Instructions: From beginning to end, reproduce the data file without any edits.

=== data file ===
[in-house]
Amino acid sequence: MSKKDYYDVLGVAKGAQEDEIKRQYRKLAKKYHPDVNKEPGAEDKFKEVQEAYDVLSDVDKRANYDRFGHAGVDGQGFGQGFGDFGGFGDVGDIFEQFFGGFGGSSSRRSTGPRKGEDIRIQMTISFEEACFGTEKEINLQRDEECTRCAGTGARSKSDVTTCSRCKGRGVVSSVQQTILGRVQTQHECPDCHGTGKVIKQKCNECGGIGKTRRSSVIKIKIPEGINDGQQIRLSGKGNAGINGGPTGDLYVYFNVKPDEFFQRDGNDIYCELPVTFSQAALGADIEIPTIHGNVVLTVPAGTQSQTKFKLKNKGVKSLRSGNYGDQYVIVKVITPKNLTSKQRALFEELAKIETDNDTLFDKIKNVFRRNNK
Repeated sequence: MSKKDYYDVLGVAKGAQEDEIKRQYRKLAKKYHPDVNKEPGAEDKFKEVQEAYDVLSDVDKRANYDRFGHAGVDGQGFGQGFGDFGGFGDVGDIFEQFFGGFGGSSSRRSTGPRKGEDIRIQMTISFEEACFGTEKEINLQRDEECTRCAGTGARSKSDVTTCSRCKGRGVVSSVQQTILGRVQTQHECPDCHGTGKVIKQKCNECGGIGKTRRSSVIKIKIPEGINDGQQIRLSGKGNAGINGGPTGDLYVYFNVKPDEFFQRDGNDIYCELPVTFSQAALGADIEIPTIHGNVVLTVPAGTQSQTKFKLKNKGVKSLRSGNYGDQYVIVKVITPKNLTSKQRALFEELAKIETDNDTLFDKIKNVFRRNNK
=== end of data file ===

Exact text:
[in-house]
Amino acid sequence: MSKKDYYDVLGVAKGAQEDEIKRQYRKLAKKYHPDVNKEPGAEDKFKEVQEAYDVLSDVDKRANYDRFGHAGVDGQGFGQGFGDFGGFGDVGDIFEQFFGGFGGSSSRRSTGPRKGEDIRIQMTISFEEACFGTEKEINLQRDEECTRCAGTGARSKSDVTTCSRCKGRGVVSSVQQTILGRVQTQHECPDCHGTGKVIKQKCNECGGIGKTRRSSVIKIKIPEGINDGQQIRLSGKGNAGINGGPTGDLYVYFNVKPDEFFQRDGNDIYCELPVTFSQAALGADIEIPTIHGNVVLTVPAGTQSQTKFKLKNKGVKSLRSGNYGDQYVIVKVITPKNLTSKQRALFEELAKIETDNDTLFDKIKNVFRRNNK
Repeated sequence: MSKKDYYDVLGVAKGAQEDEIKRQYRKLAKKYHPDVNKEPGAEDKFKEVQEAYDVLSDVDKRANYDRFGHAGVDGQGFGQGFGDFGGFGDVGDIFEQFFGGFGGSSSRRSTGPRKGEDIRIQMTISFEEACFGTEKEINLQRDEECTRCAGTGARSKSDVTTCSRCKGRGVVSSVQQTILGRVQTQHECPDCHGTGKVIKQKCNECGGIGKTRRSSVIKIKIPEGINDGQQIRLSGKGNAGINGGPTGDLYVYFNVKPDEFFQRDGNDIYCELPVTFSQAALGADIEIPTIHGNVVLTVPAGTQSQTKFKLKNKGVKSLRSGNYGDQYVIVKVITPKNLTSKQRALFEELAKIETDNDTLFDKIKNVFRRNNK